I wouldn’t care if those Presidents had been excluded from a myriad of grown-up opportunities, but I’m glad you out-Foxed the cops, because forecasting the weather wouldn’t be the same without you!

  3. Carol, if you have never consumed an alcoholic beverage, then you’ve never tried any drug as you state; and kudos to you.

    However, if you have ever consumed an alcoholic beverage, you have indeed used the very drug that has caused more harm than any other drug, (legal or illegal), and that has always been the largest “gateway drug” ever.

    Pot being illegal is idiotic when a far more horrific drug (alcohol) is perfectly legal.

    1. I so much agree with you…alcohol,by far has more crime issues,moods change to being obnoxious,,the worse thing I have found out about pot,is it is calming…it is better for controlling pain than the drugs vicoden and percoset whichdoctors so readilly perscribe…Im so thankful it can no be medically used in our state..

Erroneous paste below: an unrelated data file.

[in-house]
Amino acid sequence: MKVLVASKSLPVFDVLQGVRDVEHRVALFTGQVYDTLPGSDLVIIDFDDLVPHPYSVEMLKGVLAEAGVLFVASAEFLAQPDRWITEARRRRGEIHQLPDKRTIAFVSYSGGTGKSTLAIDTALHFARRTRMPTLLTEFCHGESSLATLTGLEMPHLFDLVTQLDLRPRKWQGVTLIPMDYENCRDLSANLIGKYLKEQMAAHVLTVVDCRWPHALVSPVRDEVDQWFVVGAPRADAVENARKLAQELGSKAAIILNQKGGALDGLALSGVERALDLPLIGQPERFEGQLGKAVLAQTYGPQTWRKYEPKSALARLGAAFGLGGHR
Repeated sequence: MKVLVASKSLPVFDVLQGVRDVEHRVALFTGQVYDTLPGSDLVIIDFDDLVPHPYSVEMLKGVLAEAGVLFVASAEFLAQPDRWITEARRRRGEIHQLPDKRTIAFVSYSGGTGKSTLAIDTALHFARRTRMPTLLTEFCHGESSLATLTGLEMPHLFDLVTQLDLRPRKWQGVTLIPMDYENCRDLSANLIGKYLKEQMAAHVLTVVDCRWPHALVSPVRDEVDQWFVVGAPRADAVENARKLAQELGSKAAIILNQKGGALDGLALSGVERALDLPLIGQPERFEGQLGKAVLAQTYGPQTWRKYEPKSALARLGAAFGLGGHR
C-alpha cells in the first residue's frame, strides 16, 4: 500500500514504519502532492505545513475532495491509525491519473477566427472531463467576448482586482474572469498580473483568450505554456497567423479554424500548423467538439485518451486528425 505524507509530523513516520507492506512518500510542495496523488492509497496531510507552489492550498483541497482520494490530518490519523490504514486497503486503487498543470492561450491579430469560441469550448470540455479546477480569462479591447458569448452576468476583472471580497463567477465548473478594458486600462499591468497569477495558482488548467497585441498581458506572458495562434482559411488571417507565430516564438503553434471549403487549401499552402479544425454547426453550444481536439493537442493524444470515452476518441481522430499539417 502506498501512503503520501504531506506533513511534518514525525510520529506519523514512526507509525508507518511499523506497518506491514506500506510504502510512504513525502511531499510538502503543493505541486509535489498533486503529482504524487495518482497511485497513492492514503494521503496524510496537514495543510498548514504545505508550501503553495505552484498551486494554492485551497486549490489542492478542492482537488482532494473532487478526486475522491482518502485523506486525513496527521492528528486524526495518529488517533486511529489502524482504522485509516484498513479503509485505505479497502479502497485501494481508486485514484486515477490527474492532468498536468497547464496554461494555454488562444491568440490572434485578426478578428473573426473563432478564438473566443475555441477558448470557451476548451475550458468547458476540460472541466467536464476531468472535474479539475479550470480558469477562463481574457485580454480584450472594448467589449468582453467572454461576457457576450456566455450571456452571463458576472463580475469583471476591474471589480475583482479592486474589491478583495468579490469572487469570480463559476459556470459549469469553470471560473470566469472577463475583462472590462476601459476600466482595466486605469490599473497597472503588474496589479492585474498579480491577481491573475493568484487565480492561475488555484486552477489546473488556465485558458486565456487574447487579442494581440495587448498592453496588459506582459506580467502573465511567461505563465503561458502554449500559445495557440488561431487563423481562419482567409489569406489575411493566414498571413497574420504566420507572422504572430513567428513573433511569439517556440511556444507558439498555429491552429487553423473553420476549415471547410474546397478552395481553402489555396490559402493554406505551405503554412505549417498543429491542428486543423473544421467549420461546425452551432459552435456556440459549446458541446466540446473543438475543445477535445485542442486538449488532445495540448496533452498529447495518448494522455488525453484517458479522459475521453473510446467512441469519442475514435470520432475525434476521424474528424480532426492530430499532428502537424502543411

4. Peter, I am guessing that I am the “Carol” who you are referring to and thank you for the kudos, as I do not drink alcohol, smoke cigarettes or take drugs (don’t infer that an aspirin or acetaminophen would constitute a drug, please). I agree that abusing alcohol can be and IS deadly for more than just the abuser. As a member of M.A.D.D., I am well aware of the epidemic. But alcohol use by adults is legal.
    Pot being illegal is not idiotic. That is my conviction and I understand you and many others disagree. That’s the way of the world.

  5. Perhaps we should explore how to farm pot and when it becomes legal we will be ready to sell our crops. Lordy—Lordy